Kingdom of the blind

Where Dredd Vs Death tackled the horror genre, the second story in the DREDD novel collection Kingdom Of The Blind by David Bishop takes the full out action movie route. The story concentrates around a gathering of judge emissaries from different city-states across the globe coming together to discuss an extradition treaty between the cities. At the same time, a crime boss steps out of the shadows to blackmail the Mega-City One and sabotage the city-states' conference.

Though having served as the editor of the Judge Dredd Megazine for over ten years and being responsible for the discovery of major artistic talent as Frank Quitely, Simon Fraser and Dean Ormston; David Bishop is best known for his novels featuring popular characters. He has written down into prose the adventures of cultural icons like Judge Dredd, Nikolai Dante and Doctor Who since 1993. Kingdom Of The Blind is not one of his better outings though, the main drive being the ideas behind the story instead of the story itself. 

The introduction of judges from other city-states like Ciudad Barranquilla, Brit-Cit, Hondo City and East-Meg Two ups the ante considerably on the stakes with especially the corrupt Ciudad Barranquilla - a corrupt judge corps has turned it into a criminal safe have  - being a challenge since this city-state has a lot to lose by an extradition agreement. This plot runs parrallel with the rise of Jesus Bludd, a seemingly honest businessman but in reality a criminal mastermind keeping his hands clean to the extreme not in the least helped by a rogue ruthless psyker and sexbomb called  Kara. His plan to blackmail Mega-City One with 20th century weapons is a nice throwback to Reaganomics but the two storylines never seem to gell. Bishop concentrates mainly on the Bludd plot while leaving the reader hungry for the confrontational promise between the different judges. Furthermore, the gathering of judges is seems inconsequential for the Bludd storyline adding more doubts to its usefullness apart from being just a bloody good idea.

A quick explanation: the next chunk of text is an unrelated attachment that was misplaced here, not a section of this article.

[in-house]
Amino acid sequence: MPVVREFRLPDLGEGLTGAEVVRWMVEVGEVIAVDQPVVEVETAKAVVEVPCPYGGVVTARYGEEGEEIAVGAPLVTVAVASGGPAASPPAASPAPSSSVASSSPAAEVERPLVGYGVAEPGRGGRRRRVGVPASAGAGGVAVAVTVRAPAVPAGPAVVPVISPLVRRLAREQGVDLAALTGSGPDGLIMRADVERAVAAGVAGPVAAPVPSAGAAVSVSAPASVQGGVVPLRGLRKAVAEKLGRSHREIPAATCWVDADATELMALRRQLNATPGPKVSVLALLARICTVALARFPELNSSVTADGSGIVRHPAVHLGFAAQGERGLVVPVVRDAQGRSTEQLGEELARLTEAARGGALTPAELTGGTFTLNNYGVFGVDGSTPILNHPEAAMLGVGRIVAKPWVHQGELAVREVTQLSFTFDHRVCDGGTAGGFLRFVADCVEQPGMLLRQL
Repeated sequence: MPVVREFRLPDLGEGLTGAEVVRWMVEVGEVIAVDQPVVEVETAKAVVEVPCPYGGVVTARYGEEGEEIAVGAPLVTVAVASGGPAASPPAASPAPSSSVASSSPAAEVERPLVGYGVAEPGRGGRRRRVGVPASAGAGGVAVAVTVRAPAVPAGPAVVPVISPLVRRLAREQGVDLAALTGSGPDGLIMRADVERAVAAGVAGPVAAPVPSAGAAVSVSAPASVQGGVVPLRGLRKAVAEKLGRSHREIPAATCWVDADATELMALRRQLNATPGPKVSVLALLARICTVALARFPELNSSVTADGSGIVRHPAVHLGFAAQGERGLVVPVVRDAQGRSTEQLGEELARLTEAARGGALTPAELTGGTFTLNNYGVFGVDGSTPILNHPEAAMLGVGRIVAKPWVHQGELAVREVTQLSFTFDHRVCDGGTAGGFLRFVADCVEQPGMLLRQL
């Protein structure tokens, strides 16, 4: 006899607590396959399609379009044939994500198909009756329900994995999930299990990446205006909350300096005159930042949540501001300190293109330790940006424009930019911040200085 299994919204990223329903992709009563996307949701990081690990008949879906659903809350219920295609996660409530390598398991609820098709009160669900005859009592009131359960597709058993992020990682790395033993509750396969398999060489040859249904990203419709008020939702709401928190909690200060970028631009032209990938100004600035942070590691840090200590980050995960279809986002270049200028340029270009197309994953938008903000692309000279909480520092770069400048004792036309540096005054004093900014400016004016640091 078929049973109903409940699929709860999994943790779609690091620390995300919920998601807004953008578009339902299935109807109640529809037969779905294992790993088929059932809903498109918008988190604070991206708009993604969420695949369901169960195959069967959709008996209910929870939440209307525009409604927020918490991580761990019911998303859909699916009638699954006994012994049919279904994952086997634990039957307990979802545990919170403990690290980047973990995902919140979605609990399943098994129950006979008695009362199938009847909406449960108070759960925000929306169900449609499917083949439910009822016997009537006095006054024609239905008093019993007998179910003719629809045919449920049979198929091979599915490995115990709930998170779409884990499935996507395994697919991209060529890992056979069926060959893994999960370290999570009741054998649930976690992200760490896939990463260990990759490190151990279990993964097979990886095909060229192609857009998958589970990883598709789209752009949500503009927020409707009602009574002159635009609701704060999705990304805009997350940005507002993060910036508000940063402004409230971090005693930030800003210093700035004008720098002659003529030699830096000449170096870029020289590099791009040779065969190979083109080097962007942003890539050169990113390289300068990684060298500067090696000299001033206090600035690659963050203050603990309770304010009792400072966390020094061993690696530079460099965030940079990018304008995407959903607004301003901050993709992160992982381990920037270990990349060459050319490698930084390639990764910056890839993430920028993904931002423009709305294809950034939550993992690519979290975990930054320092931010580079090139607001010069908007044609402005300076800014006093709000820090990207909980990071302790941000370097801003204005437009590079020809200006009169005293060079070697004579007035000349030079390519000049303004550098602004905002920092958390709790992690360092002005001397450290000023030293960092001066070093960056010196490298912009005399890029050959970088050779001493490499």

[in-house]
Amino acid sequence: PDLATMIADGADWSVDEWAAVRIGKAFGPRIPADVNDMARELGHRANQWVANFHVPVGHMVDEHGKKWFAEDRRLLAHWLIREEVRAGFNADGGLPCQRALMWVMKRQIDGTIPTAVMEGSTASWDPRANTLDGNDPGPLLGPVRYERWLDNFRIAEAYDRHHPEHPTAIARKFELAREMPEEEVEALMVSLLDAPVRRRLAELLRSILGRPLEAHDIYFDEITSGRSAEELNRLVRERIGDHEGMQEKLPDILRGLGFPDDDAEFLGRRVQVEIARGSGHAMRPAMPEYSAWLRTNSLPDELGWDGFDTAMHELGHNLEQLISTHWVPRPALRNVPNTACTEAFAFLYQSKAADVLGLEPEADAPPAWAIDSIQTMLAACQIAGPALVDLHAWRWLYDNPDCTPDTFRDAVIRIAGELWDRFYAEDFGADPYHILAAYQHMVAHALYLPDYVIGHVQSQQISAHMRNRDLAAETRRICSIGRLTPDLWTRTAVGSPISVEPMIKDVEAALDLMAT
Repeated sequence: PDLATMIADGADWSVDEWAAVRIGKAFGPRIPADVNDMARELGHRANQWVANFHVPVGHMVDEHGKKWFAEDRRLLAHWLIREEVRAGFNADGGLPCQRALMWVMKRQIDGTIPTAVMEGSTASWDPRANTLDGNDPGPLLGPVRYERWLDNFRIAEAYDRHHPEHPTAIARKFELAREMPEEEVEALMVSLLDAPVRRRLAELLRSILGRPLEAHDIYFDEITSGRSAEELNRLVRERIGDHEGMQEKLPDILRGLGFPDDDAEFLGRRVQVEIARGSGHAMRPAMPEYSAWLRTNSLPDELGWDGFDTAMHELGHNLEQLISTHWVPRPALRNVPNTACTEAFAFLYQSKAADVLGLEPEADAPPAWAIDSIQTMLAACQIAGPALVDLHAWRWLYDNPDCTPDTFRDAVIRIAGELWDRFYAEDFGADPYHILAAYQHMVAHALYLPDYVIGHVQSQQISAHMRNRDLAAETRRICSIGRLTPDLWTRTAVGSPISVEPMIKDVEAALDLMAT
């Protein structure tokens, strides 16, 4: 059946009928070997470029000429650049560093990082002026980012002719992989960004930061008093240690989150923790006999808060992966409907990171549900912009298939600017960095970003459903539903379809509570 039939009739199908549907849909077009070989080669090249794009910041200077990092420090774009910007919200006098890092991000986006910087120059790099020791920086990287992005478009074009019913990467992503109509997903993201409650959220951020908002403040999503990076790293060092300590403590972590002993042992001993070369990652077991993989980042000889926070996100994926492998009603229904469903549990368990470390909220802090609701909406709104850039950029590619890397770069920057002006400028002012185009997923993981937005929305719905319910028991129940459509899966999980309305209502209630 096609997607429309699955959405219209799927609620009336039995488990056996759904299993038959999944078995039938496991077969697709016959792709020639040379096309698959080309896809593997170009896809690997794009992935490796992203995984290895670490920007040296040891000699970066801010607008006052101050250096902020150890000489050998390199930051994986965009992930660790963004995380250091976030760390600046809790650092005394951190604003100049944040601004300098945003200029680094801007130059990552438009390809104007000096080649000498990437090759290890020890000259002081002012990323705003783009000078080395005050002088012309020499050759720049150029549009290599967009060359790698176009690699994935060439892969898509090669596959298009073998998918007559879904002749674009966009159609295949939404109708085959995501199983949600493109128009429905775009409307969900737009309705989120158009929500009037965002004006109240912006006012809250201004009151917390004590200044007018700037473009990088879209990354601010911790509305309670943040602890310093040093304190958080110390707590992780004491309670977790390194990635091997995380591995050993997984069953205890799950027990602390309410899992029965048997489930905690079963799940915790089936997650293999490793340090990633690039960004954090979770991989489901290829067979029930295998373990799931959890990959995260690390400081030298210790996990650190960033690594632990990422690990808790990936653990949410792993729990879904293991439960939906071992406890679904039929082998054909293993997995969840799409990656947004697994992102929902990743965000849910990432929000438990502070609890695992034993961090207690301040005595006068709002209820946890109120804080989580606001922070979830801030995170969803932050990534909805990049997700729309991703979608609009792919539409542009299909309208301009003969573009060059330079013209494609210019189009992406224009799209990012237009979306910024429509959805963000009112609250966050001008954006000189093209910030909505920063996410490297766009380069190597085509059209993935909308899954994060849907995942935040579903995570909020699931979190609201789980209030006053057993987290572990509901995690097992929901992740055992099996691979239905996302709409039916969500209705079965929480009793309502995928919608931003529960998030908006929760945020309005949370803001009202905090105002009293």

The Bludd storyline itself is riddled with plotholes not the least being the Judge Dredd manhunt and the Wally Squad operative. Though Bishop maintains a fairly high speed in the proceedings, it all feels a bit too much by the numbers. The confrontation build up between Dredd and Bludd / Kara also leads to an anticlimax and well... a bit of a dud. Bishop tries to add a sublayer of meaning to the story of in the guise of chaos vs order and the individual's existence in an absurd reality like the Mega-Cities but it all falls flat and even his breezy prose can't rescue the downfall of both Bludd and the story.

So after the great Dredd Vs Death, Kingdom Of The Blind is a letdown by being a straightforward action tale with good ideas that ultimately lead to nowhere.

DREDD is published by 2000 AD & Abaddon Books. It is a paperback edition counting 704 pages and is available in stores right now.